This blog provides a meditation on the Episcopal daily readings along with a headline from world news:
American lunatic gets piece of Scotland to play with
27 ‘Woe to you, scribes and Pharisees, hypocrites! For you are like whitewashed tombs, which on the outside look beautiful, but inside they are full of the bones of the dead and of all kinds of filth.28So you also on the outside look righteous to others, but inside you are full of hypocrisy and lawlessness.
29 ‘Woe to you, scribes and Pharisees, hypocrites! For you build the tombs of the prophets and decorate the graves of the righteous,30and you say, “If we had lived in the days of our ancestors, we would not have taken part with them in shedding the blood of the prophets.”31Thus you testify against yourselves that you are descendants of those who murdered the prophets.32Fill up, then, the measure of your ancestors.33You snakes, you brood of vipers! How can you escape being sentenced to hell?*34Therefore I send you prophets, sages, and scribes, some of whom you will kill and crucify, and some you will flog in your synagogues and pursue from town to town,35so that upon you may come all the righteous blood shed on earth, from the blood of righteous Abel to the blood of Zechariah son of Barachiah, whom you murdered between the sanctuary and the altar.36Truly I tell you, all this will come upon this generation.<!– 37 –>
The Lament over Jerusalem
37 ‘Jerusalem, Jerusalem, the city that kills the prophets and stones those who are sent to it! How often have I desired to gather your children together as a hen gathers her brood under her wings, and you were not willing!38See, your house is left to you, desolate.*39For I tell you, you will not see me again until you say, “Blessed is the one who comes in the name of the Lord.” ’
Scholars suspect that Matthew’s tradition of Jesus’ controversies with the Pharisees is influenced by events after 7o AD when the Pharisaic Rabbis took charge of Judaism in the wake of the destruction of the Jerusalem Temple by the Romans. They became stricter in their intepretation of Judaism and made it a heresy to follow Jesus as messiah. Believers were expelled from synagogues and may have suffered other disadvantages. For this reason perhaps, the Pharisees are constantly depicted as hypocrites in the gospels. Jesus’ invective, nevertheless, does characterise a particular kind of religious temperament: fussy legalism on matters connected with religious observance combined with carelessness on matters of justice and compassion. In Christianity over the centuries there have been sufficient examples of “pharisaism” to show that Jesus’ warnings apply to all religions and not just to Judaism. In my own tradition, hypocrisy has been evident in prioritising biblical literalism to the excluson of the love of God. Indeed, when I examine myself, I realise that the line between hypocrisy and honesty runs through my life rather than to one side of it.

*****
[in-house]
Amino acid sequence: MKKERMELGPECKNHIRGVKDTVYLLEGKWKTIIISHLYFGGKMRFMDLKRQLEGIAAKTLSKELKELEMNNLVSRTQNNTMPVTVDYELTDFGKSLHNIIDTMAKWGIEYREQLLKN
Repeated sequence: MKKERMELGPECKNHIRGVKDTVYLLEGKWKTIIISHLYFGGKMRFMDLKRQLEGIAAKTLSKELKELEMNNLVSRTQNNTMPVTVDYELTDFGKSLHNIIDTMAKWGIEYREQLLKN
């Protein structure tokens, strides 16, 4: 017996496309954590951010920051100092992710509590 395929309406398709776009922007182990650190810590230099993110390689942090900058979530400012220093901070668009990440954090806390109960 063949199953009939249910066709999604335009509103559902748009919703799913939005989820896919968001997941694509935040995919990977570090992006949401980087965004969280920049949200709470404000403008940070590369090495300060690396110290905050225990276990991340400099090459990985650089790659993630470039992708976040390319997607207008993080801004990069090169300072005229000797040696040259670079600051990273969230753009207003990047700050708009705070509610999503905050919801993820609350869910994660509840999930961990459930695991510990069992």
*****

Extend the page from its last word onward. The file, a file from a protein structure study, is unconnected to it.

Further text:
All we can hope for is that our hypocrisy is not stubborn and that we can always hear the motherly voice of God’s wisdom calling us into her inclusive love. (Jesus image of the mother hen is consonant with the image of Lady Wisdom in the book of Proverbs, Chapter8).
Provided we apply Jesus words to ourselves there is nothing to stop us using them as a criterion for estimating the worth of religious behaviour. In the light of Jesus’ words, the characters of those who stone adultresses while grovelling before promiscuous tyrants or of gurus of esoteric spirituality who drip with wealth, will seem depressingly familiar. Once one has developed a nose for false religion one will seldom get far from its stink.